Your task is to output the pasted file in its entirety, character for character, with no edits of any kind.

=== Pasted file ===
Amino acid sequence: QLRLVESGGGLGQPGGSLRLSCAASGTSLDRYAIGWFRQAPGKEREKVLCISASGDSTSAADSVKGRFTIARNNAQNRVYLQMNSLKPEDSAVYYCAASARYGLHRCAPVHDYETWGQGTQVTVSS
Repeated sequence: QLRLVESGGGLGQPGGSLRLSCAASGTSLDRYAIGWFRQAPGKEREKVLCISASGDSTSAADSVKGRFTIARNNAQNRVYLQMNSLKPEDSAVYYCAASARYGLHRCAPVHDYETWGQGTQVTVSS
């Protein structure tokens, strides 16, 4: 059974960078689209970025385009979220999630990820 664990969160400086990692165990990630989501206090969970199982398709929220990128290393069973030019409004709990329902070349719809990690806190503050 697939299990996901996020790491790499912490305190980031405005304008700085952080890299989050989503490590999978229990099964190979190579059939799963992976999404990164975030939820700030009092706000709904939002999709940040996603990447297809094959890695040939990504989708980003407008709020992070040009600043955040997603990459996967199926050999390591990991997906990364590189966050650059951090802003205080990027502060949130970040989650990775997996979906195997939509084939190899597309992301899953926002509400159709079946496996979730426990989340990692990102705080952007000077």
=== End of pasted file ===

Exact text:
Amino acid sequence: QLRLVESGGGLGQPGGSLRLSCAASGTSLDRYAIGWFRQAPGKEREKVLCISASGDSTSAADSVKGRFTIARNNAQNRVYLQMNSLKPEDSAVYYCAASARYGLHRCAPVHDYETWGQGTQVTVSS
Repeated sequence: QLRLVESGGGLGQPGGSLRLSCAASGTSLDRYAIGWFRQAPGKEREKVLCISASGDSTSAADSVKGRFTIARNNAQNRVYLQMNSLKPEDSAVYYCAASARYGLHRCAPVHDYETWGQGTQVTVSS
């Protein structure tokens, strides 16, 4: 059974960078689209970025385009979220999630990820 664990969160400086990692165990990630989501206090969970199982398709929220990128290393069973030019409004709990329902070349719809990690806190503050 697939299990996901996020790491790499912490305190980031405005304008700085952080890299989050989503490590999978229990099964190979190579059939799963992976999404990164975030939820700030009092706000709904939002999709940040996603990447297809094959890695040939990504989708980003407008709020992070040009600043955040997603990459996967199926050999390591990991997906990364590189966050650059951090802003205080990027502060949130970040989650990775997996979906195997939509084939190899597309992301899953926002509400159709079946496996979730426990989340990692990102705080952007000077």